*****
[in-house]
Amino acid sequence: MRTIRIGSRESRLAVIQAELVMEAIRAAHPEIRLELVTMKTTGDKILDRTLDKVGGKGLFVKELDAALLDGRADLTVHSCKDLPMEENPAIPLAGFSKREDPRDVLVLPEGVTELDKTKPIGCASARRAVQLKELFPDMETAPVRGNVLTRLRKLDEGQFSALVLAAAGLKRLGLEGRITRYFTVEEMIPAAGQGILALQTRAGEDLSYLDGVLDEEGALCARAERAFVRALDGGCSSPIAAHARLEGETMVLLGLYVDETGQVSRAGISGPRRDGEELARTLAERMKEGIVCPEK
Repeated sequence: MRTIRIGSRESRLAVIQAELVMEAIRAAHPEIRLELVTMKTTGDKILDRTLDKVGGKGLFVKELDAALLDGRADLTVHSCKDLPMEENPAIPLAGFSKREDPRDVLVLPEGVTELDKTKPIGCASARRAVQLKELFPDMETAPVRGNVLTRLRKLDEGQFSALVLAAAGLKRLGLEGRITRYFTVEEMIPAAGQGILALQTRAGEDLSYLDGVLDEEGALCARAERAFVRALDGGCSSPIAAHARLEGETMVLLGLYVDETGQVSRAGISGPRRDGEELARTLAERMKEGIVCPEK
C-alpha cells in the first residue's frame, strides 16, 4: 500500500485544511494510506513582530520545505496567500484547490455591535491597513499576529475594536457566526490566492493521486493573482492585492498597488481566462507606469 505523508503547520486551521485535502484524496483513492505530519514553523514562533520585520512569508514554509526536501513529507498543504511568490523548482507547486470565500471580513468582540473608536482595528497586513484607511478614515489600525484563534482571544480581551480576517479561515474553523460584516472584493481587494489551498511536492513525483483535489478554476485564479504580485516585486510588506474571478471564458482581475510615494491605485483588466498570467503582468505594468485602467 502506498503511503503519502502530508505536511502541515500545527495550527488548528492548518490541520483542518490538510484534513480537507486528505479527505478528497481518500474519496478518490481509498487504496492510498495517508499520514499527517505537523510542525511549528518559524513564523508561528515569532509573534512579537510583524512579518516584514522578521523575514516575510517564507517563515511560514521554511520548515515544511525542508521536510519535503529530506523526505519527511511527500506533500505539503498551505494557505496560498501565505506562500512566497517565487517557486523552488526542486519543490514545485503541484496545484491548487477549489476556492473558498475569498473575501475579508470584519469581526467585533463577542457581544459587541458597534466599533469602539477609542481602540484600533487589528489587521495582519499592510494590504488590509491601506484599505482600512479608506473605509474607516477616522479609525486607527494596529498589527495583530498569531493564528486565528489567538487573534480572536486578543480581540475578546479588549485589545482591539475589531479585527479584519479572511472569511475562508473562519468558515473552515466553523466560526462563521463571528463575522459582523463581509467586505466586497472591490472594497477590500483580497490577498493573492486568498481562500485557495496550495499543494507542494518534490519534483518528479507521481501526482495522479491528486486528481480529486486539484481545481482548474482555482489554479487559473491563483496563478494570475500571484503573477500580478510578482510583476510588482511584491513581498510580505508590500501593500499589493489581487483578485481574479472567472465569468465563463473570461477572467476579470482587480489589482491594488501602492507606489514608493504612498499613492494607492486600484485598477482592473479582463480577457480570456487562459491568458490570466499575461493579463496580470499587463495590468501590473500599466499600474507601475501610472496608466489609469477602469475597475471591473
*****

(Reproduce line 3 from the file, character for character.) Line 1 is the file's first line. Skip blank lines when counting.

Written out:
Repeated sequence: MRTIRIGSRESRLAVIQAELVMEAIRAAHPEIRLELVTMKTTGDKILDRTLDKVGGKGLFVKELDAALLDGRADLTVHSCKDLPMEENPAIPLAGFSKREDPRDVLVLPEGVTELDKTKPIGCASARRAVQLKELFPDMETAPVRGNVLTRLRKLDEGQFSALVLAAAGLKRLGLEGRITRYFTVEEMIPAAGQGILALQTRAGEDLSYLDGVLDEEGALCARAERAFVRALDGGCSSPIAAHARLEGETMVLLGLYVDETGQVSRAGISGPRRDGEELARTLAERMKEGIVCPEK